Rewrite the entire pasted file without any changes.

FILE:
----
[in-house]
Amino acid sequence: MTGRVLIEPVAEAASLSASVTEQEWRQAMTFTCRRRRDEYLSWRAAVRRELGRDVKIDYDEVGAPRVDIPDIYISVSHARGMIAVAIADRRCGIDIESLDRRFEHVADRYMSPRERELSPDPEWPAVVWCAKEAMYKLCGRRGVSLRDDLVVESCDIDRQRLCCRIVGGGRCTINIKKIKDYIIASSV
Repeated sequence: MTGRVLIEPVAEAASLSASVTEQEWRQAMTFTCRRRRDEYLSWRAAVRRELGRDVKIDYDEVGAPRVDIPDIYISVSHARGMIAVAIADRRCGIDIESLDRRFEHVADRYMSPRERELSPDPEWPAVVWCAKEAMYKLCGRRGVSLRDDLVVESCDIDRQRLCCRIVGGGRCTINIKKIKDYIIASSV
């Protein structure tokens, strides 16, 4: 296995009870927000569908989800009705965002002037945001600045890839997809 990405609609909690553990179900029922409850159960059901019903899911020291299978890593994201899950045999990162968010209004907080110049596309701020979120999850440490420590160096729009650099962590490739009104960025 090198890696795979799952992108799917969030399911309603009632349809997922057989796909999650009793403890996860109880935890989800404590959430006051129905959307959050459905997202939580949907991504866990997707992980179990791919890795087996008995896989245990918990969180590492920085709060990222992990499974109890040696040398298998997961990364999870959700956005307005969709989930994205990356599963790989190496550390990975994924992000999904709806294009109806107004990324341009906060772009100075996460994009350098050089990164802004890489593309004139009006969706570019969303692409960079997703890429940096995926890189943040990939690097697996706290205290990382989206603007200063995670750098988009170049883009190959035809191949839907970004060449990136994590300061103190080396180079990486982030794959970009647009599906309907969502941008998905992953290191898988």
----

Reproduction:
[in-house]
Amino acid sequence: MTGRVLIEPVAEAASLSASVTEQEWRQAMTFTCRRRRDEYLSWRAAVRRELGRDVKIDYDEVGAPRVDIPDIYISVSHARGMIAVAIADRRCGIDIESLDRRFEHVADRYMSPRERELSPDPEWPAVVWCAKEAMYKLCGRRGVSLRDDLVVESCDIDRQRLCCRIVGGGRCTINIKKIKDYIIASSV
Repeated sequence: MTGRVLIEPVAEAASLSASVTEQEWRQAMTFTCRRRRDEYLSWRAAVRRELGRDVKIDYDEVGAPRVDIPDIYISVSHARGMIAVAIADRRCGIDIESLDRRFEHVADRYMSPRERELSPDPEWPAVVWCAKEAMYKLCGRRGVSLRDDLVVESCDIDRQRLCCRIVGGGRCTINIKKIKDYIIASSV
């Protein structure tokens, strides 16, 4: 296995009870927000569908989800009705965002002037945001600045890839997809 990405609609909690553990179900029922409850159960059901019903899911020291299978890593994201899950045999990162968010209004907080110049596309701020979120999850440490420590160096729009650099962590490739009104960025 090198890696795979799952992108799917969030399911309603009632349809997922057989796909999650009793403890996860109880935890989800404590959430006051129905959307959050459905997202939580949907991504866990997707992980179990791919890795087996008995896989245990918990969180590492920085709060990222992990499974109890040696040398298998997961990364999870959700956005307005969709989930994205990356599963790989190496550390990975994924992000999904709806294009109806107004990324341009906060772009100075996460994009350098050089990164802004890489593309004139009006969706570019969303692409960079997703890429940096995926890189943040990939690097697996706290205290990382989206603007200063995670750098988009170049883009190959035809191949839907970004060449990136994590300061103190080396180079990486982030794959970009647009599906309907969502941008998905992953290191898988």